Arguably the most important of the first three pre-1800 maps addressed in this blog is John Mitchell’s iconic 1755 Map of the British and French Dominions in North America pictured above. At the request of the English Board of Trade and Plantations, the equivalent of the State Department, Mitchell was tasked with preparing a large map of North America based upon maps provided by each of the thirteen colonial governors. The intriguing story behind the map lies with its illustrated claim of English sovereignty extending from the Atlantic Ocean westward past the Mississippi and, eventually, to the Pacific Ocean. These claims are evidenced by the horizontal colonial boundaries extending into French territory.

Our second map, pictured below, was originally published in London by Emanuel Bowen in 1763. Unlike Mitchell’s map, which incorporated the territorial aspirations of the British colonies, the 1763 map by Bowen illustrated the political realities dictated by the 1763 Treaty of Paris ending the Seven Year’s War in North America.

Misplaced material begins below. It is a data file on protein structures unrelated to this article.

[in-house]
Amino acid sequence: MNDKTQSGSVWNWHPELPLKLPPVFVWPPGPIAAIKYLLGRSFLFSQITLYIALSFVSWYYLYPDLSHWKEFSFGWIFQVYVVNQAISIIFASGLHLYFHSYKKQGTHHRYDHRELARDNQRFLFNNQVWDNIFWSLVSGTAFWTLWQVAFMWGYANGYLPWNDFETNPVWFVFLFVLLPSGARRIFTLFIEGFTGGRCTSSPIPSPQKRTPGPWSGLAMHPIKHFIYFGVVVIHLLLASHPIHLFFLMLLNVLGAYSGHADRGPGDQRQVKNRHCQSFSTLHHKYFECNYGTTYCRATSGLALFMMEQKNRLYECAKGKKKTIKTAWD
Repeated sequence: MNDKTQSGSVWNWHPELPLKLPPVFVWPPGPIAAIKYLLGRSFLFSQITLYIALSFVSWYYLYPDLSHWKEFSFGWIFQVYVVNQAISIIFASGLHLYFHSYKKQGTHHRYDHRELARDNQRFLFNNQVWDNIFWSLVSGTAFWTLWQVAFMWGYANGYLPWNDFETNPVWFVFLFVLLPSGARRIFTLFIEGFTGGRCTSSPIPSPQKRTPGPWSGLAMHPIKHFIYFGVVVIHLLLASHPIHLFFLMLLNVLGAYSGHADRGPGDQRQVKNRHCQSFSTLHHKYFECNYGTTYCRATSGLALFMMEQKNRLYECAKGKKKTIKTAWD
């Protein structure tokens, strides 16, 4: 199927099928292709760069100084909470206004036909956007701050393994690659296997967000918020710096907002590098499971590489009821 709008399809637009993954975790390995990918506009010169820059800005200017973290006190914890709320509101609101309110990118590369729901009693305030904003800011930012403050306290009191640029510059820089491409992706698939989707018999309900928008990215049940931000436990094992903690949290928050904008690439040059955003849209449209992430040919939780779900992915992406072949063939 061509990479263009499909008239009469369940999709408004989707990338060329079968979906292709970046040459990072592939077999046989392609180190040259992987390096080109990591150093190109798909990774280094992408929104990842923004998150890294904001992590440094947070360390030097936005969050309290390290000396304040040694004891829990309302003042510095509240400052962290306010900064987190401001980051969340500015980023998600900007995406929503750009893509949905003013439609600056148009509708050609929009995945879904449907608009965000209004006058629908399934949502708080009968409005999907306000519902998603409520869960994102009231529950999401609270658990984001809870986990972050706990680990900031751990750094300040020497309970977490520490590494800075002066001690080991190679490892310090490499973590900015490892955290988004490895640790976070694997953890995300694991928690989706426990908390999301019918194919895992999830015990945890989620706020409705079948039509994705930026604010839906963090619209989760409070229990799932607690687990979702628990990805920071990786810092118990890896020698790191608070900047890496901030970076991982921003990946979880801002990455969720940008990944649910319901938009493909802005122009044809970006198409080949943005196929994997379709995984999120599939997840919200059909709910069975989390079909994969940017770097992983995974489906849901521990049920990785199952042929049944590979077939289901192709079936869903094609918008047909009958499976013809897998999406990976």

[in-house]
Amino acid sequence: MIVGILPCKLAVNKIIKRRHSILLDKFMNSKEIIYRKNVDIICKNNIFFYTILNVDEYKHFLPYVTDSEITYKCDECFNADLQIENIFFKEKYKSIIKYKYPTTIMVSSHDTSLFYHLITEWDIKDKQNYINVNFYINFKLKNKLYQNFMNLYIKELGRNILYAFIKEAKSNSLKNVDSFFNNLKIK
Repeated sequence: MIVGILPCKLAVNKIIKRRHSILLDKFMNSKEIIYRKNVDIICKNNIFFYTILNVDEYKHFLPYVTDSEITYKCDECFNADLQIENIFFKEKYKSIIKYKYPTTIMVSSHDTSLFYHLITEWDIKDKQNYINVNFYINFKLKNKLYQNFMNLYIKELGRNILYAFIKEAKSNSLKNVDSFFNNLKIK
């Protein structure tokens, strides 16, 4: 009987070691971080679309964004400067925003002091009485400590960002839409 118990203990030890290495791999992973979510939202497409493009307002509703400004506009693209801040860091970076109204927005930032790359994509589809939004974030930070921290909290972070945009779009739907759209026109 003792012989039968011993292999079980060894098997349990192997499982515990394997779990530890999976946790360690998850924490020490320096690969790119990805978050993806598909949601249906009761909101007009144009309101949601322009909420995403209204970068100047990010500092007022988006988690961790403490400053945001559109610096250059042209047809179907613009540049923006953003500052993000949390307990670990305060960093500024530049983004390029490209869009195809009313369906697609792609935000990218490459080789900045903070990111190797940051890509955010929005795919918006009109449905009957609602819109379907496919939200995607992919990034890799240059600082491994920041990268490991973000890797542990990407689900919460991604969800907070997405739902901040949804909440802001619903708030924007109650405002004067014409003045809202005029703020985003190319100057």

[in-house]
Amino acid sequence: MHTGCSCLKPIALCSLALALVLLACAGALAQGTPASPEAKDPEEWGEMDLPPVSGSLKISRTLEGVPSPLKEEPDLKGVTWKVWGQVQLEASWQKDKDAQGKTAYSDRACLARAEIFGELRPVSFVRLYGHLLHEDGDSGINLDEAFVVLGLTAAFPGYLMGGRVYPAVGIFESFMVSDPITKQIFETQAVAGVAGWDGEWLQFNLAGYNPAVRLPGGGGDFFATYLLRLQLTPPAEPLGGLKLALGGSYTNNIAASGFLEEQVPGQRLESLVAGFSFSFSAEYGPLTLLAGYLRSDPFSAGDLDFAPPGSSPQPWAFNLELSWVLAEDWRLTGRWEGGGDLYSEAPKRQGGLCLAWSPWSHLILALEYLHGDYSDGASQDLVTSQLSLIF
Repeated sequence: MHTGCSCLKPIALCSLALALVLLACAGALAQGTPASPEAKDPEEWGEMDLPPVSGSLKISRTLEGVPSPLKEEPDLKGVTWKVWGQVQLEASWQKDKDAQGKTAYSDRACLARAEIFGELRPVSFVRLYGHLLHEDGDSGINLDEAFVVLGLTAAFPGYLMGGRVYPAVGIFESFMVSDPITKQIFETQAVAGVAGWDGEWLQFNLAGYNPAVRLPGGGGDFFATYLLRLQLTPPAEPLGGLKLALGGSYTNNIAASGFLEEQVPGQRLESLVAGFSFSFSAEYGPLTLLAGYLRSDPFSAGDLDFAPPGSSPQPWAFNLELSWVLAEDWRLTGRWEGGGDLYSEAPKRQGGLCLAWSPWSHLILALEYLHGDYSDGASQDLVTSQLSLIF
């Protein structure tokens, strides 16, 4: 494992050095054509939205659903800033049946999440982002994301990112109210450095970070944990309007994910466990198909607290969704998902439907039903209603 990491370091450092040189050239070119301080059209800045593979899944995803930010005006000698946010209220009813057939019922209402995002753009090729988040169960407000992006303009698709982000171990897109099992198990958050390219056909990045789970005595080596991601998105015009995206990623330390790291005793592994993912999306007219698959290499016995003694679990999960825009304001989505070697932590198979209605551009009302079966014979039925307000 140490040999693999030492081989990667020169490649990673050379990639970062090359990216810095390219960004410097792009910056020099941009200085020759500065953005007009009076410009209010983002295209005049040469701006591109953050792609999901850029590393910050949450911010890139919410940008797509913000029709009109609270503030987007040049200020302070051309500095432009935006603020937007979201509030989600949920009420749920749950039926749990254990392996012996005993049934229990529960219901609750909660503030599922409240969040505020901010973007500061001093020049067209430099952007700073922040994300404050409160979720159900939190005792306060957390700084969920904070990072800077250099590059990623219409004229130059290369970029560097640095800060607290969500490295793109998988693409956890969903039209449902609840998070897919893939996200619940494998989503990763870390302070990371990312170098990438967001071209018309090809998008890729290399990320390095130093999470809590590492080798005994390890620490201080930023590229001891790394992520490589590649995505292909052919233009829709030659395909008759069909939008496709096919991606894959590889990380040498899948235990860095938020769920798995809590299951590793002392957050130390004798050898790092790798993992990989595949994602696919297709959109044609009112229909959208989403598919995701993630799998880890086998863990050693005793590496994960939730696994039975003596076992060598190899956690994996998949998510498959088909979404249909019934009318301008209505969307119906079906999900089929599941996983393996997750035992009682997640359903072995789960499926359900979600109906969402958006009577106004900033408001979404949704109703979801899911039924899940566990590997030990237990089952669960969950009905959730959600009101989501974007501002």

Bowen, Emanuel, -1767, J Gibson, and Robert Sayer. An accurate map of North America. Describing and distinguishing the British and Spanish dominions on this great continent; according to the definitive treaty concluded at Paris 10th Feby. Also all the West India Islands belonging to, and possessed by the several European princes and states. London, Printed for Robert Sayer, 1763. Library of Congress, Geography and Map Division.

Bowen, Emanuel, -1767, J Gibson, and Robert Sayer. An accurate map of North America. Describing and distinguishing the British and Spanish dominions on this great continent; according to the definitive treaty concluded at Paris 10th Feby. Also all the West India Islands belonging to, and possessed by the several European princes and states. London, Printed for Robert Sayer, 1763. Library of Congress, Geography and Map Division.